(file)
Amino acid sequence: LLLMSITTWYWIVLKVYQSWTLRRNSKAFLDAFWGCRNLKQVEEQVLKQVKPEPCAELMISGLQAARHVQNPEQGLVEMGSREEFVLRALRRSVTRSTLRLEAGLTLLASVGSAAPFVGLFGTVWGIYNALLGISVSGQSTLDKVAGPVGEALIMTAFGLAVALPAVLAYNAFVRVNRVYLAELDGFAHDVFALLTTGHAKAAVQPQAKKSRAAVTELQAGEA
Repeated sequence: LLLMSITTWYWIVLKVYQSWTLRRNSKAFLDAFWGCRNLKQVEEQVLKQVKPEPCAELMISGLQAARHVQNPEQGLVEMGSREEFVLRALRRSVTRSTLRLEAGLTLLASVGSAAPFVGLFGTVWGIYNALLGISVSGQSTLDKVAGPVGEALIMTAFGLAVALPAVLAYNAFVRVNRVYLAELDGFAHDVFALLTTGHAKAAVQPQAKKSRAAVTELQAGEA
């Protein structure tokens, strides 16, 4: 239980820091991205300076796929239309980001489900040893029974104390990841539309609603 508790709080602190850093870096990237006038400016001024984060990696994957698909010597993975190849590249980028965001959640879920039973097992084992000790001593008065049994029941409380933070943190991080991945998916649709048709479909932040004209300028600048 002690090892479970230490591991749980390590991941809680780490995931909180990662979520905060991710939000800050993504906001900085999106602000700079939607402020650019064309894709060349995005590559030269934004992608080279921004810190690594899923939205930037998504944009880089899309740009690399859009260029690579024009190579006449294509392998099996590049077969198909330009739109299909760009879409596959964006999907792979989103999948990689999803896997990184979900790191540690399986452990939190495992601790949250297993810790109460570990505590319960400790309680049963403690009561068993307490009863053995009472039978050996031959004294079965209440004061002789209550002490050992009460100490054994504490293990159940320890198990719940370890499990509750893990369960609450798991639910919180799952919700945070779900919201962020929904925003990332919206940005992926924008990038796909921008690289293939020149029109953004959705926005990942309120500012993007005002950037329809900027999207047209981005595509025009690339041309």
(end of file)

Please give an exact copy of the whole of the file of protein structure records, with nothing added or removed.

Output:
Amino acid sequence: LLLMSITTWYWIVLKVYQSWTLRRNSKAFLDAFWGCRNLKQVEEQVLKQVKPEPCAELMISGLQAARHVQNPEQGLVEMGSREEFVLRALRRSVTRSTLRLEAGLTLLASVGSAAPFVGLFGTVWGIYNALLGISVSGQSTLDKVAGPVGEALIMTAFGLAVALPAVLAYNAFVRVNRVYLAELDGFAHDVFALLTTGHAKAAVQPQAKKSRAAVTELQAGEA
Repeated sequence: LLLMSITTWYWIVLKVYQSWTLRRNSKAFLDAFWGCRNLKQVEEQVLKQVKPEPCAELMISGLQAARHVQNPEQGLVEMGSREEFVLRALRRSVTRSTLRLEAGLTLLASVGSAAPFVGLFGTVWGIYNALLGISVSGQSTLDKVAGPVGEALIMTAFGLAVALPAVLAYNAFVRVNRVYLAELDGFAHDVFALLTTGHAKAAVQPQAKKSRAAVTELQAGEA
């Protein structure tokens, strides 16, 4: 239980820091991205300076796929239309980001489900040893029974104390990841539309609603 508790709080602190850093870096990237006038400016001024984060990696994957698909010597993975190849590249980028965001959640879920039973097992084992000790001593008065049994029941409380933070943190991080991945998916649709048709479909932040004209300028600048 002690090892479970230490591991749980390590991941809680780490995931909180990662979520905060991710939000800050993504906001900085999106602000700079939607402020650019064309894709060349995005590559030269934004992608080279921004810190690594899923939205930037998504944009880089899309740009690399859009260029690579024009190579006449294509392998099996590049077969198909330009739109299909760009879409596959964006999907792979989103999948990689999803896997990184979900790191540690399986452990939190495992601790949250297993810790109460570990505590319960400790309680049963403690009561068993307490009863053995009472039978050996031959004294079965209440004061002789209550002490050992009460100490054994504490293990159940320890198990719940370890499990509750893990369960609450798991639910919180799952919700945070779900919201962020929904925003990332919206940005992926924008990038796909921008690289293939020149029109953004959705926005990942309120500012993007005002950037329809900027999207047209981005595509025009690339041309």